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'Super blue blood moon' wows 5,000 people at Science Centre Singapore

View of the super blue blood moon observed from the Science Centre Singapore at 9.49pm, on 31 January 2018. Photo: Ang Poon Seng/The Astronomical Society of Singapore (TASOS)
View of the super blue blood moon observed from the Science Centre Singapore at 9.49pm, on 31 January 2018. Photo: Ang Poon Seng/The Astronomical Society of Singapore (TASOS)

Despite the initial weather scare, around five thousand skywatchers at the Science Centre Singapore (SCS) Observatory on Wednesday night (31 January) managed to catch sight of a rare celestial event that last occurred over 150 years ago in 1866.

Astronomy enthusiasts will need to wait more than 10 years to catch the next occurrence of Wednesday’s celestial trifecta – the combination of a blue moon, a supermoon and a blood moon – on 31 December, 2028.

In a viewing session held from 7.30pm to 10.30pm at the observatory, the crowd queued to take turns viewing the moon via 11 portable telescopes set up by amateur astronomer group The Astronomical Society of Singapore (TASOS) and the centre. Private telescopes were not allowed at the free event.

“Before that, it was raining and cloudy, but the sky (at 9.20pm) is totally clear. We are very lucky that this round’s total eclipse lasts 70 minutes,” said Soh Kim Mun, 52, secretary of TASOS.

Wednesday’s partial eclipse started at 7.48pm, with the full eclipse commencing at 8.51pm and lasting till 10.08pm. The moon reached its fullest at 9.27pm, with the partial eclipse ending at 11.11pm.

While there is no need for any special equipment to view Wednesday’s moon, watching it via binoculars and telescopes enhances the experience, said the SCS.

He Rui Hua, 33, a researcher at the Nanyang Technological University who reached the observatory at 6.30pm, attended the event in a group of six, including her two children, aged five and seven.

“We would like the children to experience (the activities of) stargazing and (watching) the moon. It’s a special moon tonight (and) it’s their first time watching a lunar eclipse,” said He.

Jacquelyn Loke, 33, a business analyst, was spotted in the queue at around 7.45pm with her boyfriend Gavin Teo, 30, a banker.

“I wanted to come here to see it with a telescope. I wanted to see the moon’s aurora,” said Loke, who has an interest in astronomy.

The main telescope at the Science Centre Observatory was also used to project a live feed of the eclipse on Facebook.

Elsewhere, over 100 people gathered to watch the eclipse at Mayflower Market & Food Centre in Ang Mo Kio in a viewing session organised by Kebun Baru Heights, Kebun Baru Grove Residents’ Committees (RCs) and interest group Stargazing Singapore.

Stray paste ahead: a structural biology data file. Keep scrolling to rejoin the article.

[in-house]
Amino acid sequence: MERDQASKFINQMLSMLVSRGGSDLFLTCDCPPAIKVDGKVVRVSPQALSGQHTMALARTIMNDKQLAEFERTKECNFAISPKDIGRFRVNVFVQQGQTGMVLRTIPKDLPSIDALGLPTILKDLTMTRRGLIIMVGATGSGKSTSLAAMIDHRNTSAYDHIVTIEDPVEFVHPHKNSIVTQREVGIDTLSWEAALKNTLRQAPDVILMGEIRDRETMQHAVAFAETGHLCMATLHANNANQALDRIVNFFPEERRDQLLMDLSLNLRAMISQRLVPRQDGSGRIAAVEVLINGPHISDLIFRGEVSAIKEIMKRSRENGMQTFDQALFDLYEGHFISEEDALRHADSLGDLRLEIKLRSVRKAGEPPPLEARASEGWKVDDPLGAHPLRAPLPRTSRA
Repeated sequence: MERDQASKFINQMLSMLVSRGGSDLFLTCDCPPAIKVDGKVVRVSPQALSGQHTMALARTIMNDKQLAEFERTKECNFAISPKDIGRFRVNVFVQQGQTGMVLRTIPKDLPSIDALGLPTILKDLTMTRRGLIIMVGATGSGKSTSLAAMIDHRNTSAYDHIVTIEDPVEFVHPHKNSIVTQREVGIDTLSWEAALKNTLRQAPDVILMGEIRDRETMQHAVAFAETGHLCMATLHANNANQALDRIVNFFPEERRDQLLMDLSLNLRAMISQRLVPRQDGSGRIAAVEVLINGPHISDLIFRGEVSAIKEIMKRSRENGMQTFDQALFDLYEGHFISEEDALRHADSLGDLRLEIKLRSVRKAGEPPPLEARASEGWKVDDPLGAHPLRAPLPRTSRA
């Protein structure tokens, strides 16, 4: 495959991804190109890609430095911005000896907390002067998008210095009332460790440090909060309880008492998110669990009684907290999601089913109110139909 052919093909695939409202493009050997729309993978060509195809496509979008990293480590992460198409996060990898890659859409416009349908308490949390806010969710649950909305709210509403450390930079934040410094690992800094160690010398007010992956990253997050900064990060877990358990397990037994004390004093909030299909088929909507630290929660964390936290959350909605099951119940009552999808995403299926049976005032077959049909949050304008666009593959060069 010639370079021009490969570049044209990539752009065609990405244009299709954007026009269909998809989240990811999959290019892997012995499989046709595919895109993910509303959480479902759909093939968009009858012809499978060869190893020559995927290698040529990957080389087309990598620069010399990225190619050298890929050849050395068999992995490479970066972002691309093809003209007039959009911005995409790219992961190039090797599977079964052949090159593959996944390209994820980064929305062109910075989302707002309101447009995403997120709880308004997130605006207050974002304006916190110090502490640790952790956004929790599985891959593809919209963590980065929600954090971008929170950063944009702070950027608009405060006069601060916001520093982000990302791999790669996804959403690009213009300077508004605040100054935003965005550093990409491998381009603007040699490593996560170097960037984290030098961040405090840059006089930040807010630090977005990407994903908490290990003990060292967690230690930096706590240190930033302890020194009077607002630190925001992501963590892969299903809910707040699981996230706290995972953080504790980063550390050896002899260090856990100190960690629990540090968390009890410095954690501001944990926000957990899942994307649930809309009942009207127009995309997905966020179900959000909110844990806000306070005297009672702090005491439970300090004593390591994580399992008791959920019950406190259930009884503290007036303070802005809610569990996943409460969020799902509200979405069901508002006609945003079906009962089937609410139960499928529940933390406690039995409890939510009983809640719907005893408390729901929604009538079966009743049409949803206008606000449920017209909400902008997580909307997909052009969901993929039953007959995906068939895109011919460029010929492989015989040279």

Gerarddyn Dde Britto, 44, founder of Stargazing Singapore said, “Initially it was cloudy but it cleared up about 10 minutes into the moon’s totality (around 9.10pm) till 10.10pm.”

“It was exciting to show the residents that this is the lunar eclipse,” said the full-time homemaker. “The last lunar eclipse I saw was many years back and that one was very coppery and dull red. This one was pretty reddish-orange.”

Celestial trifecta

As is the case with all total lunar eclipses, Wednesday’s moon appeared red or coppery – otherwise known as a blood moon – which happens when it enters the darkest part of the earth’s shadow called the umbra.

What makes Wednesday’s occurrence rare, however, is that the eclipse unfolds during a blue moon and a supermoon.

Taking place once in every two years and eight months on average, a blue moon, named after the rarity of its occurrence, is a second full moon within a month. Typically, only one full moon occurs in a calendar month.

This year, however, will see the occurrences of two blue moons, with the second blue moon occurring on 31 March.

Wednesday’s blue moon is also a supermoon, a phenomenon that occurs when a full moon or new moon coincides with the point in the moon’s orbit closest to Earth.

As such, the moon appears “as much as 14 per cent bigger and 30 per cent brighter”, according to the National Aeronautics and Space Administration.

The moon will also be the second closest of this year after the one on 1 January.

Apart from Singapore, the eclipse will be visible from the western United States and Canada across the Pacific Ocean to most of Australia and China, as well as northern polar regions.

The next total eclipse in 2018 will occur on 28 July during a micro-moon, which happens when a full moon or new moon coincides with the point in the moon’s orbit farthest away from Earth.

“If you missed (tonight’s eclipse), the next one on 28 July will occur after midnight, at around 2am onwards,” said Albert Ho, 59, president of TASOS.

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